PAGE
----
over time and ensure that audit and other review findings are promptly resolved.

    3 Includes regular management and supervisory activities, comparisons,
      reconciliations, and other actions employees take in performing their duties.

    3 Should include policies and procedures for ensuring that audit and other review
      findings are promptly resolved.
Internal Control Evaluation Form for the Office of the Under Secretary                                          Attachment A


Control Component     Deficiencies
Control Environment   • Assignment of Authority – OCFO records indicate that one OUS cardholder has a single purchase limit
                         of $25,000. Those records also indicate that the cardholder does not have the necessary training or
                         warrant to have such a limit. This cardholder stated that her single purchase limit was $2,500.

Risk Assessment       •   Identification of Risks – OUS has no formal procedures for risk assessment in the procurement area.

Control Activities    •   Policies and Procedures – Although required by the Department’s Directive on Commercial Credit Card
                          Service (C:FIM:6-102) dated March 12, 1990, OUS has no written policies and procedures on the
                          purchase card process.
                      •   Purchase cards – OUS has three purchase cardholders. We reviewed the September 1999 and the March
                          2000 statements from OCFO files. Our purpose was to verify that OUS had submitted all its monthly
                          card statements with activity to OCFO and that the approving official had signed the card statements to
                          support OCFO’s Department-wide payments. We also judgmentally selected and reviewed 50 purchase
                          card transactions.
                          ♦ Approval of monthly purchase card statements:
                             • For September 1999, there were two purchase cards that had transaction activity. Only one
                                 statement was located in the OCFO files.
                             • For March 2000, all three purchase cards had transaction activity and were accounted for in the
                                 OCFO files. None of the statements were signed by the approving official. (In our review of
                                 monthly statements in OUS’s files, we found a much higher percentage of statements signed by
                                 the approving official compared to the OUS statements we reviewed in OCFO’s files.)
                          ♦ Documentation – Supporting documents such as invoices and receipts were missing for five
                              transactions.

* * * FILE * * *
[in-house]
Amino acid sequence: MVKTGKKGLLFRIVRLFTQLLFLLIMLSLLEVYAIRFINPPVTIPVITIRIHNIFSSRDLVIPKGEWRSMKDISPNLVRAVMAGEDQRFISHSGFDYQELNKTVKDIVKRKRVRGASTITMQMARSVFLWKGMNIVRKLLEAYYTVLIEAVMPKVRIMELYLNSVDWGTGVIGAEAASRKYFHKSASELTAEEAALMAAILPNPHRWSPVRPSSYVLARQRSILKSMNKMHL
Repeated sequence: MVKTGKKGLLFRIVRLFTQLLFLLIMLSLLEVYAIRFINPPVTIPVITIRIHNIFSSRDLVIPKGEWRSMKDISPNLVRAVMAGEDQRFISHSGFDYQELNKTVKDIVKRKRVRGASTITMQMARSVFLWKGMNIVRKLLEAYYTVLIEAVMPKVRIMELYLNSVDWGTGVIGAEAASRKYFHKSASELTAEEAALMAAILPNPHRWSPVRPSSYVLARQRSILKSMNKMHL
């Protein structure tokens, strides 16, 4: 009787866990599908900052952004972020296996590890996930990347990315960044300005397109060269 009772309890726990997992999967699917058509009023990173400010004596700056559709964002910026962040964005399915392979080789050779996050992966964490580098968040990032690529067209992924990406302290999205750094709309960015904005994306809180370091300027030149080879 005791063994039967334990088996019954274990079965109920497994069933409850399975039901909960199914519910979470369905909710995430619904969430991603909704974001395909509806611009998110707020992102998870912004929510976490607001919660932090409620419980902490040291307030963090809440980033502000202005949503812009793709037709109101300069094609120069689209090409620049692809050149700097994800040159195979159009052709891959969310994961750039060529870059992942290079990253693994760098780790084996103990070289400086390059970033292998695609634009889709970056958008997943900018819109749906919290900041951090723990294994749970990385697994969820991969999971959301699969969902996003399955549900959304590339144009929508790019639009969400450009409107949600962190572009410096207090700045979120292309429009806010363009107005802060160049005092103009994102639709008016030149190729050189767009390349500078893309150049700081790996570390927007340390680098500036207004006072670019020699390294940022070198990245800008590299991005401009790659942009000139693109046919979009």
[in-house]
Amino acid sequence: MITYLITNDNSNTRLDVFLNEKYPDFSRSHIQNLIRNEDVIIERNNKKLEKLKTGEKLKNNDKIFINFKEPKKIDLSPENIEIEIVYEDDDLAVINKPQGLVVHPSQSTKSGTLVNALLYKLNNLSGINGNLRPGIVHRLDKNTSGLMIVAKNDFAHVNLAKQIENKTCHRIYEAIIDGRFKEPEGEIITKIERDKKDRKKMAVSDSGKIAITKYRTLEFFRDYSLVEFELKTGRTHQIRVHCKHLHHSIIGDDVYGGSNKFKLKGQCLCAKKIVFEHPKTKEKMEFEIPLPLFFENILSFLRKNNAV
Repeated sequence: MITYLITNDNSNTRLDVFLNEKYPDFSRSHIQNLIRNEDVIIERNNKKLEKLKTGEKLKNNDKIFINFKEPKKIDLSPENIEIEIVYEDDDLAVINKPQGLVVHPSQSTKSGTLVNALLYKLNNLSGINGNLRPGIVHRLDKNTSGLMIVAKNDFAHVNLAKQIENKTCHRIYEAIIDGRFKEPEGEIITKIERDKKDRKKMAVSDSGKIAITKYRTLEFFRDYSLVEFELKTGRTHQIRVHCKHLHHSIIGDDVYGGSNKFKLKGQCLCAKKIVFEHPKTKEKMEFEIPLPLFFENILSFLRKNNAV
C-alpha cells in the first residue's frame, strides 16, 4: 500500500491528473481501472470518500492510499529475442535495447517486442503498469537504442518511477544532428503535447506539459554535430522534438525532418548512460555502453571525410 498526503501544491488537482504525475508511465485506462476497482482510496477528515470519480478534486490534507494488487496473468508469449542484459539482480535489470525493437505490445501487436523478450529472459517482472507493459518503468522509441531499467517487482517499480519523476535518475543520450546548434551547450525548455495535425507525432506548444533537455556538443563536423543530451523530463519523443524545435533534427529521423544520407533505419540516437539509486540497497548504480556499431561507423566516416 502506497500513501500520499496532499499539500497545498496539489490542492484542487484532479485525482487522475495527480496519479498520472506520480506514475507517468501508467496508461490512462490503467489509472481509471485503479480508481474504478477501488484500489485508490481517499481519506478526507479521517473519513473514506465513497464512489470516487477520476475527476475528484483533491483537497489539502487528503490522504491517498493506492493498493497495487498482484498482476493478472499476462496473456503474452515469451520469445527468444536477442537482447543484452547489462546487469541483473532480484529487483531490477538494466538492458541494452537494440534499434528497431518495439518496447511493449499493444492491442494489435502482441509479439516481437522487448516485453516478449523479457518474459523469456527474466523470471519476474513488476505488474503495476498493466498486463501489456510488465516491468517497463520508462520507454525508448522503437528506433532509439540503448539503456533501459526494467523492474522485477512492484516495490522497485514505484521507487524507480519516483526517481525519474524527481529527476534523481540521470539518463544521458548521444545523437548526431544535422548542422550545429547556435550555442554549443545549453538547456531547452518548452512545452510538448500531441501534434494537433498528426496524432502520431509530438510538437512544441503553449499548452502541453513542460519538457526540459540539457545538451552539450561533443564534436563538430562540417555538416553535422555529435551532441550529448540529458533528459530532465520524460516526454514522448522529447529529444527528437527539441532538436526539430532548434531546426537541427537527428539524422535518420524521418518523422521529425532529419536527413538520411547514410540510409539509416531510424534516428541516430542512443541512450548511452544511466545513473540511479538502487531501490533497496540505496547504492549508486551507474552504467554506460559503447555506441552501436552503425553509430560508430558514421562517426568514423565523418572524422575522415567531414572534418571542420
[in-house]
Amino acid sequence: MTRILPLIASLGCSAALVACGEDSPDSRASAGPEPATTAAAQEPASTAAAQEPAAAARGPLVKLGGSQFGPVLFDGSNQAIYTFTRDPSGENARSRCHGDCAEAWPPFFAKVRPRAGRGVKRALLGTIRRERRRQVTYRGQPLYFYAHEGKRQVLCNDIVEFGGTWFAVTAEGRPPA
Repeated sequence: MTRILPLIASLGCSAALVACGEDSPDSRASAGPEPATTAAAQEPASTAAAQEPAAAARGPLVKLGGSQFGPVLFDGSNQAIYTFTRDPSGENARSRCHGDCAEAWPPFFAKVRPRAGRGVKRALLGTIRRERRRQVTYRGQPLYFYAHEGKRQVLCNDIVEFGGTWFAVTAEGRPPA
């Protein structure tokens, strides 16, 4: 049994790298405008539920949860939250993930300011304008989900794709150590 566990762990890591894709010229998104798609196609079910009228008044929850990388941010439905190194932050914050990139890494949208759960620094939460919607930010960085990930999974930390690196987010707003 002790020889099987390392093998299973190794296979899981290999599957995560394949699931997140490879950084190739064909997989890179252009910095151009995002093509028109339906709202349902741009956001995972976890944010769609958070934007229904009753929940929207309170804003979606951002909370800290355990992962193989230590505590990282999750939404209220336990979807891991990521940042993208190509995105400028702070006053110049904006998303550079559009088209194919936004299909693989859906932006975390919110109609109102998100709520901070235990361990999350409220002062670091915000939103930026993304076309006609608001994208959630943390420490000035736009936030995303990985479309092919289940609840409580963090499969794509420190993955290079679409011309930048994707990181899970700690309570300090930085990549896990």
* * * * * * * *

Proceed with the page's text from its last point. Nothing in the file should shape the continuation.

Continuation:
♦ Compliance/Bids – As mentioned in the cover memorandum, we identified one acquisition that
                              appears to be a spilt purchase to avoid the micro-purchase threshold of $2,500. A single purchase
                              order was prepared for ink and transparencies at an estimated cost of $5,800. The purchase was
                        completed with three sequentially numbered invoices for less than $2,500 each issued on the same
                        day from the same vendor and charged to the same purchase card. All three charges had the same
                        EDCAPS transaction number.
                 •   Third Party Drafts (TPDs) – We reviewed 50 randomly selected TPDs.
                     ♦ Documentation – The file for one of the requested TPDs was not available for review. Supporting
                        documents such as invoices and receipts were missing for six other TPDs.
                     ♦ Compliance/Bids – As mentioned in the cover memorandum, a procurement of $8,396 to purchase
                        computer equipment lacked documentation to verify that this purchase was made with the solicitation
                        of at least three bids or a justification statement for a sole-source purchase.
                     ♦ Approval – Fourteen invoices had no documentation of preapproval by the Executive Officer. Four
                        of those had documentation of preapproval by another individual.
                     ♦ Date Stamping – Four invoices were not date stamped on receipt. The date of receipt is necessary to
                        determine the payment due date under the Prompt Payment Act.
                     ♦ Prompt Payment – We identified three invoices that appear to not have been paid timely as required
                        by the Prompt Payment Act.

Information &    •   Communication of Key Information – The procurement staff that we interviewed were not familiar with
Communications       the Department’s Directive on Commercial Credit Card Service.

Monitoring       •   On-going Monitoring – The supervisor of the individual with signature authority for TPDs does not
                     perform periodic reviews of the drafts issued by OUS.